I was sitting in shul this week falling asleep during the Rabbi’s speech, and I had the following dream, or maybe it was a random stream of thoughts, or maybe I had too much Single Malt Scotch during the haftarah. But this is what I recall…
On occasion I have found myself at Conservative temples on a shabbos morning; usually for a Bar Mitzvah. One of the striking features of the lobby of the typical conservative shul is the flat-screen TV displaying the events of the day. It probably doesn’t phase anyone there, since they watch TV on Shabbos anyway. There is always one frum-ish member of the shul — someone who grew up frum, but needed a job as a rabbi, cantor, gabbai, or something — and he notices that I’m staring at the screen. He comes over to me and explains in his most apologetic tone that the TV is on all shabbos. No one turns it on or off. It’s just running some Powerpoint loop that was set up on Friday with all the details of the weekend. Then I’ll show up for mincha and see that the TV is somehow turned off. Hmmm.
But what if Orthodox shuls started to use this technology? Imagine if the bulletin board or the shlumpy easel was replaced by a nice flatscreen? I think it can only lead to a terrible decline in frumkeit. Now some may argue that a regular TV screen that simply displays a Powerpoint slide show of the daily events might be a good way to get people to know when shabbos is really over. They’d know who to thank for the kiddush, and when the rabbi’s Monday night shuir is (the same time as it always is, idiot). Powerpoint is pretty evil, maybe a Google Doc or a Flash movie, or a Prezi — that would be cool. But wait: this can only take people off the derech.
The next step after a TV screen in the lobby is a TV screen in the shul itself. It will flash the text “SHHH, stop talking in the back, we’re trying to daven.” And “Please don’t enter or exit during the Rabbi’s Sermon.” It will occasionally flash the page number that everyone should be on. Maybe it will show the entire text of modim d’rabanan so those people who are too lazy to open their siddur can stop pretending they know it by heart when they mumble during the chazen’s modim. Better yet, it can auto-scroll through all those million mi-sheberach’s for the sick people that clog up that space before shevi’i.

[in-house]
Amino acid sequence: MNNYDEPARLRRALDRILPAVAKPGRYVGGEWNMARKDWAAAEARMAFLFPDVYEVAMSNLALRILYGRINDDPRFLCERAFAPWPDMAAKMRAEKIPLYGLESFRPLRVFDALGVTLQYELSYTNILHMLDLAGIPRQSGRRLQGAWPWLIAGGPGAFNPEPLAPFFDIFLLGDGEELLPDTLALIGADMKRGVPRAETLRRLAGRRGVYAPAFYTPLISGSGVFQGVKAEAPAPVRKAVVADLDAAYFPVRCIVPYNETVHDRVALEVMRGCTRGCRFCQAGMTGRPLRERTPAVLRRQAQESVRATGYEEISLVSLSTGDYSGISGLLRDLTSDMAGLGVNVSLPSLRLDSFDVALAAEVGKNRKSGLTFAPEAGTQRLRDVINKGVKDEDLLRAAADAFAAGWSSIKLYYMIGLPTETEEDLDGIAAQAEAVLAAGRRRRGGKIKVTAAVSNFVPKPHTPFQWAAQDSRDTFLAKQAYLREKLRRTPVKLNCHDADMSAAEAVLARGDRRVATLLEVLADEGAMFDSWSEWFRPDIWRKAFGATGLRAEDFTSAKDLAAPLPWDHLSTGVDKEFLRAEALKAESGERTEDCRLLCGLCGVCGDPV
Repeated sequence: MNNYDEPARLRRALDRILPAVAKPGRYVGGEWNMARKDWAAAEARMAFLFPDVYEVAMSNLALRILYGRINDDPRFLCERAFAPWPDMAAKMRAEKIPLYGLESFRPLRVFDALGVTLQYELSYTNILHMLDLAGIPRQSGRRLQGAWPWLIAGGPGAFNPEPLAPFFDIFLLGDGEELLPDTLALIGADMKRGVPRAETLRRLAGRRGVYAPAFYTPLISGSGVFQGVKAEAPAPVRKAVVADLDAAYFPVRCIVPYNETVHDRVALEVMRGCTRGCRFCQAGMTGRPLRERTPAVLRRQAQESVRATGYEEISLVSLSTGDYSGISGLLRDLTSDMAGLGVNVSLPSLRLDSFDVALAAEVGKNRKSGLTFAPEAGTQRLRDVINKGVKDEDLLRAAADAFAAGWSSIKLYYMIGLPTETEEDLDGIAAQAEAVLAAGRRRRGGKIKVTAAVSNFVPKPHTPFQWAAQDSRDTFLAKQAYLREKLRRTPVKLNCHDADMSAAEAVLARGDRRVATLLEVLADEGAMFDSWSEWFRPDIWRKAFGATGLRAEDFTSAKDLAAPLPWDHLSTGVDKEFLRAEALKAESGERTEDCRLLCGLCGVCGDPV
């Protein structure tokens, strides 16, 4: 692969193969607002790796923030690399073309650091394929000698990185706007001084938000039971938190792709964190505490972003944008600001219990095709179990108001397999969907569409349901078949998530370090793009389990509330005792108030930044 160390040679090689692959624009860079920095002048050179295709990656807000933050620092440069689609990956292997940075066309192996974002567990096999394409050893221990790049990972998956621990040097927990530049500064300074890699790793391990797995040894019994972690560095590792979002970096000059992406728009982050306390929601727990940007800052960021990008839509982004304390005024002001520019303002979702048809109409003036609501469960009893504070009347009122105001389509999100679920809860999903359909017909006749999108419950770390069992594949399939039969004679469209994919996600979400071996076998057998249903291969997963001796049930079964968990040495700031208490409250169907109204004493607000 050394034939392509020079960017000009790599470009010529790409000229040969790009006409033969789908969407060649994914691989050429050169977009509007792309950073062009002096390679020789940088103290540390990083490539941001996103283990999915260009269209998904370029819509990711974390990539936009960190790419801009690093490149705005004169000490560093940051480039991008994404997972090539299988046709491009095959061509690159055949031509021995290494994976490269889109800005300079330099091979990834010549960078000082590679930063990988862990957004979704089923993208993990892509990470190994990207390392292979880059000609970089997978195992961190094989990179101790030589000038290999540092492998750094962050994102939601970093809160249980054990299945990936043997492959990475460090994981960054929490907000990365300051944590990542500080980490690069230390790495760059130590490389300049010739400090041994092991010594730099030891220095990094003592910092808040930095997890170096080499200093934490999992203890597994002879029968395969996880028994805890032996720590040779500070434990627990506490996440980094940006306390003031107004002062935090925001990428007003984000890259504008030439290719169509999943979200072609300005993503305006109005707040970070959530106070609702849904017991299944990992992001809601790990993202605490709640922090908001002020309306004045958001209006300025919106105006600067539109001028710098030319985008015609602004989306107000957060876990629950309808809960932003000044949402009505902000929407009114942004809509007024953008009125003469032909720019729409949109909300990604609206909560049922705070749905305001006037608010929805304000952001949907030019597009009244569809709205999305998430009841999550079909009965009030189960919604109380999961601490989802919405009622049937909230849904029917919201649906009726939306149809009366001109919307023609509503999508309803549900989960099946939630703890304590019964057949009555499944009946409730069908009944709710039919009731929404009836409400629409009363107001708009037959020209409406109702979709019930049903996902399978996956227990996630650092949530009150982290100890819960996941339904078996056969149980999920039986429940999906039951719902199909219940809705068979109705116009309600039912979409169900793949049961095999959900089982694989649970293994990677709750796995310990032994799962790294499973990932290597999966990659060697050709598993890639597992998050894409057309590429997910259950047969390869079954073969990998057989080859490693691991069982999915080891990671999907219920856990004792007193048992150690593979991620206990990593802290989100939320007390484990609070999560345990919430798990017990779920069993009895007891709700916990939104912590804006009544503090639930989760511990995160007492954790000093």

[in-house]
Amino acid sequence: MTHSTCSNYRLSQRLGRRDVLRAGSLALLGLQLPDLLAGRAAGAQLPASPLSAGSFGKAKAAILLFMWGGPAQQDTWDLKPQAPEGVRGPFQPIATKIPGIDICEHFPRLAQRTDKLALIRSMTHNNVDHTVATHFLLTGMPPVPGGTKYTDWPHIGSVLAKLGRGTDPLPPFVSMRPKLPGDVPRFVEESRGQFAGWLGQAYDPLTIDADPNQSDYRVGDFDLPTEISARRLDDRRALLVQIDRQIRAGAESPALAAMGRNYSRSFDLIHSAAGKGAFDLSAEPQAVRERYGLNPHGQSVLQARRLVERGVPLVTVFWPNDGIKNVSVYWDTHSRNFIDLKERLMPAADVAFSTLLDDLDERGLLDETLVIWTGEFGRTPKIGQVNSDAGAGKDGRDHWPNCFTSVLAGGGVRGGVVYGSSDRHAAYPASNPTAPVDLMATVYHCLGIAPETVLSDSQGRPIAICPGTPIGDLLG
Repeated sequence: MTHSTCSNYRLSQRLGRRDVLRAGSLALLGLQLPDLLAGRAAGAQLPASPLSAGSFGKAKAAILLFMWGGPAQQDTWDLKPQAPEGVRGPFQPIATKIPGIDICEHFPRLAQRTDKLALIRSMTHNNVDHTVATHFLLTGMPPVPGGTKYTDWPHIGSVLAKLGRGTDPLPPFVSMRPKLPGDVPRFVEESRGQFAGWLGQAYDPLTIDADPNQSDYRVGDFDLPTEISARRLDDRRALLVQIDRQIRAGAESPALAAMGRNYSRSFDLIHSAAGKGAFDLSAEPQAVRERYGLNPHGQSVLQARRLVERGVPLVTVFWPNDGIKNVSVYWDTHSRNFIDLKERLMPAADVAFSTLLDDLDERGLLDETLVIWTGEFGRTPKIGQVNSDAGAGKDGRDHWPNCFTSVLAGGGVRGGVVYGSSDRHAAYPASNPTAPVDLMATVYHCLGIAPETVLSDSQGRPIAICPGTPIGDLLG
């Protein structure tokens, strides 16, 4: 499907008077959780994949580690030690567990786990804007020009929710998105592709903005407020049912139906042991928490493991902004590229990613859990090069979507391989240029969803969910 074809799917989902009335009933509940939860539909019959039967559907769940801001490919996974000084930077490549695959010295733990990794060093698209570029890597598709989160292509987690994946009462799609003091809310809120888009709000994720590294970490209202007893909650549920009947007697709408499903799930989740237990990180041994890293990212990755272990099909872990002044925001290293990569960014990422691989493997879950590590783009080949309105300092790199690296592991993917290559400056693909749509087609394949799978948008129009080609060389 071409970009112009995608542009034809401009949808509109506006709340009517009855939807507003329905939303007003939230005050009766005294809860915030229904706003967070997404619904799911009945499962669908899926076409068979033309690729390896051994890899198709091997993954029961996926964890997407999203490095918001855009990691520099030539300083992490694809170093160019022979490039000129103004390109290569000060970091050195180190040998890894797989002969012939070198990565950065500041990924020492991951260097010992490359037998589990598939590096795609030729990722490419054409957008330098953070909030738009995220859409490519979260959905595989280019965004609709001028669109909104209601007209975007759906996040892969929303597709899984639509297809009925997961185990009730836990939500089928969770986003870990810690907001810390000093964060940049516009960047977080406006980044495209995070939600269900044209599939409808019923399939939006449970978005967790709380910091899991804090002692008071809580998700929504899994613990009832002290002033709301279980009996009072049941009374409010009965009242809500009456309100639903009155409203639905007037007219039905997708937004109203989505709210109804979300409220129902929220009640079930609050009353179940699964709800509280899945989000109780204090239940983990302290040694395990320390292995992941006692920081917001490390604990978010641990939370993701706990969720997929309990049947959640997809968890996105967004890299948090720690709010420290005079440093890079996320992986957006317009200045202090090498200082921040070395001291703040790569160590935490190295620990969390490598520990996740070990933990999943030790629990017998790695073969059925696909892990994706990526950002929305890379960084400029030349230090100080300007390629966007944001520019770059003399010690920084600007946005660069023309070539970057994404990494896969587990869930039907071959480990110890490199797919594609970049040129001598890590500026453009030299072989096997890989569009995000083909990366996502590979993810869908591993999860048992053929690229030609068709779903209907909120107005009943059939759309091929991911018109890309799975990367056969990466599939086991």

Can you imagine a large screen in the front of the shul that shows the siddur and what you are supposed to say — maybe Karaoke style with yellow highlights on the words? Hey, why even meet at a shul? We could all go to the local movie theater — of course first putting up a mechitza. Then we’d have the entire davenning projected on the silver screen like movie credits, slowly crawling up to shomayim. Who needs a kiddush when you have popcorn and twizzlers?
I could imagine another fancy shul with built-in tablet devices on the back of the seat in front of you. Going to shul would be like flying JetBlue where every seat would have an inflight siddur. You could pre-program your desired nussach and translation. It would be like flying on a Chabad-air Boeing 770 jet with a fahrbrengin at ever seat. Please fasten your gartel. In case of a sudden drop in pressure, the overhead panel will open up and little tehilim books will fall into your laps.
Wait, no, I feel like I’m drooling a bit on the side of my mouth, and did I just snore loudly? yikes! I clear my throat and look serious, as if I never fell asleep. I don’t think anyone noticed. What was I thinking?
Ah, yes, the shul jumbotron. Watching TV in a shul. I bet they’d have to prepare some large strips of masking tape to make sure this idea works. No, not for the TV power button, the masking tape would cover the mouths of the opinionated jerks who say “that so unfrum for a supposedly frum shul to have a TV.” Or maybe it should just cover their eyes so that they don’t have to see it.
Search for Shabbos-approved TVs on 4Torah.com.